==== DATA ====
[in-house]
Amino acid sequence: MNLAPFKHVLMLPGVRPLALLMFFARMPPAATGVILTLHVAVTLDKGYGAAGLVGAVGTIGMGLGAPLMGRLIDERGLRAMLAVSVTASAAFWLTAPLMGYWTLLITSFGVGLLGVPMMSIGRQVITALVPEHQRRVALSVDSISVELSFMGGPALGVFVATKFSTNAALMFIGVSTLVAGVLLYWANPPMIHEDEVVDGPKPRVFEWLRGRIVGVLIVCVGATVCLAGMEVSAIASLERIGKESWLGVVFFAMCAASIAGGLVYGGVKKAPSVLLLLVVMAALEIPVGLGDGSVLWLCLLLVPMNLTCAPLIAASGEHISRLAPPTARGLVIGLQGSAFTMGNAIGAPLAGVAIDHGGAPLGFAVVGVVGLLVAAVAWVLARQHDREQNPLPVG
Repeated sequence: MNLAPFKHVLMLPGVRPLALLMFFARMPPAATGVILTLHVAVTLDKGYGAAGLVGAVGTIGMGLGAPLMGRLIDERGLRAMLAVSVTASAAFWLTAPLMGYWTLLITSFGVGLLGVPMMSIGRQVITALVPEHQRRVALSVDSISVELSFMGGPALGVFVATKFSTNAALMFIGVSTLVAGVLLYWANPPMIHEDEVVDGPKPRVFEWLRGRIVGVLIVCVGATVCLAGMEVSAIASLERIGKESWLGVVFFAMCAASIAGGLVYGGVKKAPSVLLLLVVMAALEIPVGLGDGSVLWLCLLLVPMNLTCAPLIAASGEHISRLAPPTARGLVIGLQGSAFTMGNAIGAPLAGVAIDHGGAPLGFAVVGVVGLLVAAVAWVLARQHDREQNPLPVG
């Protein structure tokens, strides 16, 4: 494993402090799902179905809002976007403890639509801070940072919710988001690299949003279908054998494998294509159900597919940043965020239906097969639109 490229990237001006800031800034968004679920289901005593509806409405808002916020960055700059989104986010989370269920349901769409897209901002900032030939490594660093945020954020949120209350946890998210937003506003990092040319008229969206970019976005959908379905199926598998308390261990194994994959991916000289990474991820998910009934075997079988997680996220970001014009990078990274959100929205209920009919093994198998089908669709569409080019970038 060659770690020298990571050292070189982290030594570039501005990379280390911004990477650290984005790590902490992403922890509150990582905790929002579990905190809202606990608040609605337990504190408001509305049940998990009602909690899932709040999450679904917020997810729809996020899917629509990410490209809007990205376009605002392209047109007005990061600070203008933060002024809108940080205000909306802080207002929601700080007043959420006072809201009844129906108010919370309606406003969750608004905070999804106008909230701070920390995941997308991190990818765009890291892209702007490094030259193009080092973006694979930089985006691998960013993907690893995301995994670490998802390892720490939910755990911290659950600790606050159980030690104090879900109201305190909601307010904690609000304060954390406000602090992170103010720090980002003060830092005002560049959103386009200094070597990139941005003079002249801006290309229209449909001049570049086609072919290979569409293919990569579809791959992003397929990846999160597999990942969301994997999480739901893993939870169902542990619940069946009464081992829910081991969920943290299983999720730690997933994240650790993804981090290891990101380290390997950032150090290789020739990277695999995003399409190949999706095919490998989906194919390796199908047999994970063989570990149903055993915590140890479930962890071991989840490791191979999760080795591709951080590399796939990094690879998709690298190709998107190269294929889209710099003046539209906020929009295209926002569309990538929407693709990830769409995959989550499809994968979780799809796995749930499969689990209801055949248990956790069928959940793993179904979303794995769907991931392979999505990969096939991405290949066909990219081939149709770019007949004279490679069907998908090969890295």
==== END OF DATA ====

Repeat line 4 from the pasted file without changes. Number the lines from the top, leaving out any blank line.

């Protein structure tokens, strides 16, 4: 494993402090799902179905809002976007403890639509801070940072919710988001690299949003279908054998494998294509159900597919940043965020239906097969639109 490229990237001006800031800034968004679920289901005593509806409405808002916020960055700059989104986010989370269920349901769409897209901002900032030939490594660093945020954020949120209350946890998210937003506003990092040319008229969206970019976005959908379905199926598998308390261990194994994959991916000289990474991820998910009934075997079988997680996220970001014009990078990274959100929205209920009919093994198998089908669709569409080019970038 060659770690020298990571050292070189982290030594570039501005990379280390911004990477650290984005790590902490992403922890509150990582905790929002579990905190809202606990608040609605337990504190408001509305049940998990009602909690899932709040999450679904917020997810729809996020899917629509990410490209809007990205376009605002392209047109007005990061600070203008933060002024809108940080205000909306802080207002929601700080007043959420006072809201009844129906108010919370309606406003969750608004905070999804106008909230701070920390995941997308991190990818765009890291892209702007490094030259193009080092973006694979930089985006691998960013993907690893995301995994670490998802390892720490939910755990911290659950600790606050159980030690104090879900109201305190909601307010904690609000304060954390406000602090992170103010720090980002003060830092005002560049959103386009200094070597990139941005003079002249801006290309229209449909001049570049086609072919290979569409293919990569579809791959992003397929990846999160597999990942969301994997999480739901893993939870169902542990619940069946009464081992829910081991969920943290299983999720730690997933994240650790993804981090290891990101380290390997950032150090290789020739990277695999995003399409190949999706095919490998989906194919390796199908047999994970063989570990149903055993915590140890479930962890071991989840490791191979999760080795591709951080590399796939990094690879998709690298190709998107190269294929889209710099003046539209906020929009295209926002569309990538929407693709990830769409995959989550499809994968979780799809796995749930499969689990209801055949248990956790069928959940793993179904979303794995769907991931392979999505990969096939991405290949066909990219081939149709770019007949004279490679069907998908090969890295």